Daily Archives: September 18, 2013

Maybe Troy, Maybe Not

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Our first stop after crossing into Asia was Troy, or the area that they believe to be Troy. While these ruins are generally identified as the site of the legendary Trojan War, the evidence is not 100% conclusive. However, most historians and archeologists are convinced that this was in fact the ancient city of Troy, which apparently was enough for this area to be added to the UNESCO World Heritage List in 1998. Sounds good enough for me! Let’s call this place Troy!

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According to the Iliad, the ancient city of Troy sat atop a hill, across the plain of the River Scamander. But today, Troy is about 3 miles from any body of water (you can see the water if you look closely at the picture below). Historians believe that 3,000 years ago, the field shown below was actually a large bay that has since been filled with sediment. Geological evidence supports that this location would have matched Homer’s geographical description of Troy.

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Troy was a city that was continually built upon and expanded. For this reason, archeologists have uncovered several “layers” of Troy. These layers are called Troy I – Troy IX and they cover the periods of 3,000 BC – 500 AD. You can see placards in the picture below marking different layers of the ancient city.

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Troy VII (1300-1200 BC) is the layer associated with Homer’s story and the Trojan War. The picture of the wall below is a part of Troy VII and a likely site of the Trojan War. Our tour guide pointed out that the lower portion of the wall was designed with a slight slant to make it appear like it would be easy to climb. But towards the top of the wall, the slant disappears leaving potential wall jumpers at the mercy of the Trojans. Our guide informed us the Trojans would pour boiling oil onto invaders and then light them on fire! Scalded Spartan, anyone?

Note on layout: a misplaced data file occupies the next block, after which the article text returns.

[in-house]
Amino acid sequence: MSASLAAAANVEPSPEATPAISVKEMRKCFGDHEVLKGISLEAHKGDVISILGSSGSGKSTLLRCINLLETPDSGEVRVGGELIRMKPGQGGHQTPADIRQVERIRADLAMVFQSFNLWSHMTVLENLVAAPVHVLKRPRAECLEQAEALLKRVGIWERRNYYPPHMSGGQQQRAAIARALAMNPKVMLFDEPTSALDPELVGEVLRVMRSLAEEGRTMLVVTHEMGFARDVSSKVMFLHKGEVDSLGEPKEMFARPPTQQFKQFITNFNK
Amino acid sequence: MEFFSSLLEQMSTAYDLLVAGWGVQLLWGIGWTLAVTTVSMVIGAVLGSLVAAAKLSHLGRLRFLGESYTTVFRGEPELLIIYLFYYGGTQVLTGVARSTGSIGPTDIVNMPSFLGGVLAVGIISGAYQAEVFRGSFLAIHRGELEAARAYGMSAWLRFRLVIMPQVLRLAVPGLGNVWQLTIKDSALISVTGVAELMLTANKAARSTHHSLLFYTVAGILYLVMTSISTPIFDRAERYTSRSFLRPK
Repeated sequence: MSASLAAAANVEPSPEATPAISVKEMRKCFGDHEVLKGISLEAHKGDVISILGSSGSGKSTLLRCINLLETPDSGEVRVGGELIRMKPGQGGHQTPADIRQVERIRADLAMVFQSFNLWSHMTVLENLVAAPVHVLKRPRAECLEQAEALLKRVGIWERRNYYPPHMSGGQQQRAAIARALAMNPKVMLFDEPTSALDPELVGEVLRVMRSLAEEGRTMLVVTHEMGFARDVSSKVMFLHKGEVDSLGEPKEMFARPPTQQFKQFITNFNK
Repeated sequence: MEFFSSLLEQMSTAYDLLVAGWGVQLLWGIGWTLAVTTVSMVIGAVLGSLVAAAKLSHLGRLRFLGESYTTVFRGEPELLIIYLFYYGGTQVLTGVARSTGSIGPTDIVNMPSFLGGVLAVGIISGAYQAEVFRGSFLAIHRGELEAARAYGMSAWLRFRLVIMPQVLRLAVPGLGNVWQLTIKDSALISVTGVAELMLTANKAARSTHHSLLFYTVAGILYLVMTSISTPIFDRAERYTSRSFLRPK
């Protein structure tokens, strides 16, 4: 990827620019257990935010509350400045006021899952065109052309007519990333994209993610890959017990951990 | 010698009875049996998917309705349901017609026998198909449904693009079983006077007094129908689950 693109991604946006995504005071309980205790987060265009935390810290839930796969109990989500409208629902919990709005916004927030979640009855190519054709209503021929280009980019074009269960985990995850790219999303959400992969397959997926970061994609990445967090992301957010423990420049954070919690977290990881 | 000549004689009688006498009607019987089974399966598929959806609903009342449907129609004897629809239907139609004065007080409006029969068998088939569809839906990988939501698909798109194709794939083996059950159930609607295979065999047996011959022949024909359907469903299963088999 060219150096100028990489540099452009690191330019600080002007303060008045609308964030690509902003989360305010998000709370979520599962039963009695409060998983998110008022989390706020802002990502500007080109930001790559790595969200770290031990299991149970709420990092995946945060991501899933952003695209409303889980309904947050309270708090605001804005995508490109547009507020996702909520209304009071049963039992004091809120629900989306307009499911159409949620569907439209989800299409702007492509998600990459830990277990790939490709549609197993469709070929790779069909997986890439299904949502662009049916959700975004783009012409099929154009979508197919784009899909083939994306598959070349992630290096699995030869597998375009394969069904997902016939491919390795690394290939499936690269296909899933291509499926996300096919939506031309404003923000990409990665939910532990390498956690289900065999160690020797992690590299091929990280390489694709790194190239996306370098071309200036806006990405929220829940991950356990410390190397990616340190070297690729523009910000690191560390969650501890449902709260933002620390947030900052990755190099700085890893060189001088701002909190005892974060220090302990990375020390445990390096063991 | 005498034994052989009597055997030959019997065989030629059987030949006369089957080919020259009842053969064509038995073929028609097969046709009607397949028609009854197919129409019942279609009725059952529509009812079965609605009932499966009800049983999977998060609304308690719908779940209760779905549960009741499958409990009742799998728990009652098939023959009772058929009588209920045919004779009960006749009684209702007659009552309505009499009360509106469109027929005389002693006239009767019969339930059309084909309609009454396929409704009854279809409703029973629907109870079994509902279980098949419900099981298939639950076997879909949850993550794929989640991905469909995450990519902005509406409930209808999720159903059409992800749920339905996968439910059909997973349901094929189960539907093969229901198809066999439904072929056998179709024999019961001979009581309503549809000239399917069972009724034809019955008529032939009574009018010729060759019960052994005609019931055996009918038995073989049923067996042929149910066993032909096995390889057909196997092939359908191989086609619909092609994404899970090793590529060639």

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Remains of the Temple of Athena

Remains of the Temple of Athena

Well built in 300 BC

Well built in 300 BC

Ramp built for chariots to enter the city (on the friendly side of course)

Ramp built for chariots to enter the city (on the friendly side of course)

Sacrificial grounds (with built-in wells to drain blood)

Sacrificial grounds (with built-in wells to drain blood)

Believed to be the tomb of Achilles

Believed to be the tomb of Achilles

Theater

Theater

Not convinced this is Troy?

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Well surely the placement of this Trojan Horse replica will be the only remaining proof you need!

Categories: Destinations, Turkey | Tags: , , , , | 1 Comment

A Tale of Two Continents

Turkey’s geography is interesting because it spans two continents. The northwest corner of the country is in Europe, but the vast majority of the land is in Asia. The continents are separated by the Sea of Marmara, the Bosphorus Strait, and the Dardanelles Strait. The Bosphorus Strait feeds into the Black Sea in the north and the Dardanelles feeds into the Aegean Sea in the west. Despite the small portion of land that is actually located in Europe, Turkey is a member of the European Union.

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Our tour bus departed Istanbul and headed west towards Gelibolu (spelled differently on the map below).

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Gelibolu is a quaint little port town on the European side of the Dardanelles. This would be our launch point to cross over to Asia. But first, we had time for a lovely lunch at a waterside restaurant.

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After lunch, our tour bus drove onto the ferry and we were ready to make our voyage (about 20 minutes) to Asia!

Leaving Europe

Leaving Europe

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Entering Asia

Entering Asia

Welcome to Asia

Welcome to Asia

Categories: Destinations, Turkey | Tags: , , , , , | Leave a comment

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